This post is inspired by a Facebook Live Q&A series we did.

Recently I’ve had two parents to ask me “Why not just pull a baby tooth?”

Now, I have to say I don’t blame them.

We have come from a society from a thought process where we think that teeth are unnecessary. Like teeth are like, “Hey, and now you cut them off, you throw them away and they just kind of go back.”

But remember, teeth do not do that. Not even baby teeth, exactly.

So if you pull a baby tooth, the permanent adult tooth may not come right back in immediately after — and that’s important to remember.

For instance from a real life example: Let’s say on a four year old has four cavities. If we just pull those 4 teeth, remember that the adult teeth don’t just come in just because we have pulled the baby teeth. Adult teeth come in when they’re ready, just like anything else. That means that for awhile that child is going to be without 4 teeth. Depending on where they were and how close to each other they were, that could make eating and chewing difficult.

So the rule of thumb is that if a tooth is going to be there for longer than two or three years, we will usually try to fill that tooth.

Your child needs that baby tooth for three things:

  1. Your child needs those teeth to chew. Have you ever seen someone try to eat with no teeth? It’s just no fun. Well, the same holds true for kids.
  2. Baby teeth help with aesthetics. That means you can tell when you’re missing teeth, sometimes, even not just with dentist, but sometimes that’s the first thing you notice about a person are missing teeth.
  3. Teeth are crucial for speech. Remember that when your tongue touches your teeth, you can form the letter. Studies show that children can have difficulty in forming those words when they don’t have their teeth — and that can affect their verbal development if it happens right when they’re first learning to properly pronounce certain words.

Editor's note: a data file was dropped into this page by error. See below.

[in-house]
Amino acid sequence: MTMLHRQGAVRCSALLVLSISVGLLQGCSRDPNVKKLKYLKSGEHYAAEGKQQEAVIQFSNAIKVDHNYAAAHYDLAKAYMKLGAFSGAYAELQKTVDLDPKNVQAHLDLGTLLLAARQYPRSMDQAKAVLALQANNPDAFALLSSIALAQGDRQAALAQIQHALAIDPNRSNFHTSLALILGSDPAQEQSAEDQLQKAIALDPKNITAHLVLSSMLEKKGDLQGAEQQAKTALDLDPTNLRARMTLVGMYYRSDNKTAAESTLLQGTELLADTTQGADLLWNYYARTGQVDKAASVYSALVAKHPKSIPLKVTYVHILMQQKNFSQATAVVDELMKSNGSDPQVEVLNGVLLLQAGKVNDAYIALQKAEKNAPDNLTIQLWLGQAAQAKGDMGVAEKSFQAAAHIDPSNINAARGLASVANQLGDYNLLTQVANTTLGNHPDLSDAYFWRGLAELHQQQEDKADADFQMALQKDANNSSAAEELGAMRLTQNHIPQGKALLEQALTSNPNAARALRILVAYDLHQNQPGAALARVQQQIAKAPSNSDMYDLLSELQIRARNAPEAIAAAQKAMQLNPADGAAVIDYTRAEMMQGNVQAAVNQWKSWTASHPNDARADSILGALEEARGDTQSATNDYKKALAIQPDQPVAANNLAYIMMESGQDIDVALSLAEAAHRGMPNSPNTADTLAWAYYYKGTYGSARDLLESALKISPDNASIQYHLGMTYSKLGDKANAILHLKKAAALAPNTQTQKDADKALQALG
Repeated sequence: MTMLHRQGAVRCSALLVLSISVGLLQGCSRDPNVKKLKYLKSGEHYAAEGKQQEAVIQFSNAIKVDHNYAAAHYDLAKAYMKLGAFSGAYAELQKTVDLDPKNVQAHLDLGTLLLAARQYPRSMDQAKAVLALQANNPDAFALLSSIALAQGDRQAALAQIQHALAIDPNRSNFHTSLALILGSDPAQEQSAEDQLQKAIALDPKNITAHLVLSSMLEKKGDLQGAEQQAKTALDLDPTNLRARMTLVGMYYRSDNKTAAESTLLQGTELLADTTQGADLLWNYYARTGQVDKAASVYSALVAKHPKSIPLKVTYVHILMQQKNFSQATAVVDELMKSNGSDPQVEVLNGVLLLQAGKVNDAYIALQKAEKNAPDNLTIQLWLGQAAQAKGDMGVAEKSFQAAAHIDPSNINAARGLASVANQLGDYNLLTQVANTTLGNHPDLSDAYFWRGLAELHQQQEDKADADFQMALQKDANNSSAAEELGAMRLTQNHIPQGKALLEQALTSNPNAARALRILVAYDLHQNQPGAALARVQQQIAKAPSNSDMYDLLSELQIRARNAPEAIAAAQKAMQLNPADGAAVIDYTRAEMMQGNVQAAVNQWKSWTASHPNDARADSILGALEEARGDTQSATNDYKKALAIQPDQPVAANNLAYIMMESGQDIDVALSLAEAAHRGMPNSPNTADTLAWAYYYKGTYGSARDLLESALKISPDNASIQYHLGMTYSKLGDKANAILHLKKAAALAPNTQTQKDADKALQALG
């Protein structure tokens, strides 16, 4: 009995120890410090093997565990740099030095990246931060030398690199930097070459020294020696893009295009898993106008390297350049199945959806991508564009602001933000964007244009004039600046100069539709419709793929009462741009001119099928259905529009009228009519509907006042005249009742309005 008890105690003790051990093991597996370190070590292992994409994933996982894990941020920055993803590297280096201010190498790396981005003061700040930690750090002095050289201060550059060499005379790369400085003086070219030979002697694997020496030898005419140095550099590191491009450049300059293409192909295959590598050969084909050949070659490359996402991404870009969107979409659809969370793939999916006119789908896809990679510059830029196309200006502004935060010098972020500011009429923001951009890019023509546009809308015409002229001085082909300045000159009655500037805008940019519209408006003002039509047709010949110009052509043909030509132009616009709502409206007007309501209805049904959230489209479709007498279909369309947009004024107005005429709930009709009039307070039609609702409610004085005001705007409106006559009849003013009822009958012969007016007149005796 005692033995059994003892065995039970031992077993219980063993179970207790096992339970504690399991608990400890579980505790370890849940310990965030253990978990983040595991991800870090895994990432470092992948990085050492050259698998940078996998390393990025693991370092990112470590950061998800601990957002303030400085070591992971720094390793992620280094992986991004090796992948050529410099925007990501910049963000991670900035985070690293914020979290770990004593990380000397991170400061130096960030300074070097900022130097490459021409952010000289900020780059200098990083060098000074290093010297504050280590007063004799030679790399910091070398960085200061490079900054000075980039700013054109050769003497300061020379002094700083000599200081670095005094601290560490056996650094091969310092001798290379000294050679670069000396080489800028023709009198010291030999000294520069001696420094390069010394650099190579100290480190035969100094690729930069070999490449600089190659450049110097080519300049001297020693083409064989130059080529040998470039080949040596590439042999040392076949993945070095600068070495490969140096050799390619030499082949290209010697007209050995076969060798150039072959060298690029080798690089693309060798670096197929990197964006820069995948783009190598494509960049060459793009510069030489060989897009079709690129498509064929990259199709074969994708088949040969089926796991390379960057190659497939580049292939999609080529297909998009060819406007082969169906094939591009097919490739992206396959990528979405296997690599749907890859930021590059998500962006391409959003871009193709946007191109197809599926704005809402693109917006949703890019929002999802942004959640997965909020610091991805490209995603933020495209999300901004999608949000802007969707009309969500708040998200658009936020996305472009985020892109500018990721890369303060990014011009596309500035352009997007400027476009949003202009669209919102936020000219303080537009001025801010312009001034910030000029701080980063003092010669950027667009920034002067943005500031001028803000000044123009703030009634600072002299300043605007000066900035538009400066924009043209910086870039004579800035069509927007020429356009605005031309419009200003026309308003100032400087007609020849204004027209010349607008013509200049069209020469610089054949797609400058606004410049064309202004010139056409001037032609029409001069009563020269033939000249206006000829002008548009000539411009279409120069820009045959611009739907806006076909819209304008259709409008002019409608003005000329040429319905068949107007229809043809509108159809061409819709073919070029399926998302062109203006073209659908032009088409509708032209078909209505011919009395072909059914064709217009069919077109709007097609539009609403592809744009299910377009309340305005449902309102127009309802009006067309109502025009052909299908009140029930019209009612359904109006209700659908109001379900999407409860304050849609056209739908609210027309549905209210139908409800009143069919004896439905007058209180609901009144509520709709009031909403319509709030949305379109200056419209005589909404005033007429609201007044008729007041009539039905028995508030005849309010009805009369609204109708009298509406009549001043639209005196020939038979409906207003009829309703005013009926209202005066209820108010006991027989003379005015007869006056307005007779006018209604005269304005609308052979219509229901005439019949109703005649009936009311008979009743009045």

Here’s a good general rule to bear in mind about when baby teeth come out: eight before eight, and 12 before 12.

That means that each child loses about eight teeth before they’re eight years old, and then another 12 before turning 12 years old. So they lose the front four incisors on the top of the bottom, and then even after then, they have 12 more teeth. The average child doesn’t lose all of their baby teeth until they’re about 12. (Some kids are 13 and 14 before they lose all their baby teeth.)

So when we’re talking about a six year old, it’s important that we fill cavities in those teeth if possible because sometimes that child may not have those teeth again for six years.

The other thing you should know about pulling baby teeth is the effect a missing tooth has on the teeth around it. When there isn’t a tooth in that spot anymore holding the space, it can cause the nearby teeth to shift. Consequently, if we were to pull all the baby teeth in one area then the other teeth wouldn’t have anything to butt against.

The only way we correct that kind of crowding is with braces. That’s a costly solution, especially knowing in some cases it could’ve been avoided.